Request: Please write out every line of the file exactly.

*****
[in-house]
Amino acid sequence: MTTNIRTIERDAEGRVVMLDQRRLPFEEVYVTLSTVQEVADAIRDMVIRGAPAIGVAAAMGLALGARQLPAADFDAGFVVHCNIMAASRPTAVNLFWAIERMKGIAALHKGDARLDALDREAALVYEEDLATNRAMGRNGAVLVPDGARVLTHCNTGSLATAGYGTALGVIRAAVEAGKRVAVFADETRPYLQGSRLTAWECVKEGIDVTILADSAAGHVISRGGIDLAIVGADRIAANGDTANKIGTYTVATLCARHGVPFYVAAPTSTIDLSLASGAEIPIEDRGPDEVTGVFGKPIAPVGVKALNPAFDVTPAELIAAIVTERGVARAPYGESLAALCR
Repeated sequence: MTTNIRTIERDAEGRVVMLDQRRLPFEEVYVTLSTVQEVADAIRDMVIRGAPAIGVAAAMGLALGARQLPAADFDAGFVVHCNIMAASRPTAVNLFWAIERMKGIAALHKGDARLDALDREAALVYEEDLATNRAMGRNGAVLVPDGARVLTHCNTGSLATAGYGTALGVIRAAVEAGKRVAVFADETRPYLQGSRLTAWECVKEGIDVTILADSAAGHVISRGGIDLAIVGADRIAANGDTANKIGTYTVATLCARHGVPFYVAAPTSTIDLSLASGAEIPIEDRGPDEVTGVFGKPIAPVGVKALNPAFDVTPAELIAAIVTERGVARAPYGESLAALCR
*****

[in-house]
Amino acid sequence: MTTNIRTIERDAEGRVVMLDQRRLPFEEVYVTLSTVQEVADAIRDMVIRGAPAIGVAAAMGLALGARQLPAADFDAGFVVHCNIMAASRPTAVNLFWAIERMKGIAALHKGDARLDALDREAALVYEEDLATNRAMGRNGAVLVPDGARVLTHCNTGSLATAGYGTALGVIRAAVEAGKRVAVFADETRPYLQGSRLTAWECVKEGIDVTILADSAAGHVISRGGIDLAIVGADRIAANGDTANKIGTYTVATLCARHGVPFYVAAPTSTIDLSLASGAEIPIEDRGPDEVTGVFGKPIAPVGVKALNPAFDVTPAELIAAIVTERGVARAPYGESLAALCR
Repeated sequence: MTTNIRTIERDAEGRVVMLDQRRLPFEEVYVTLSTVQEVADAIRDMVIRGAPAIGVAAAMGLALGARQLPAADFDAGFVVHCNIMAASRPTAVNLFWAIERMKGIAALHKGDARLDALDREAALVYEEDLATNRAMGRNGAVLVPDGARVLTHCNTGSLATAGYGTALGVIRAAVEAGKRVAVFADETRPYLQGSRLTAWECVKEGIDVTILADSAAGHVISRGGIDLAIVGADRIAANGDTANKIGTYTVATLCARHGVPFYVAAPTSTIDLSLASGAEIPIEDRGPDEVTGVFGKPIAPVGVKALNPAFDVTPAELIAAIVTERGVARAPYGESLAALCR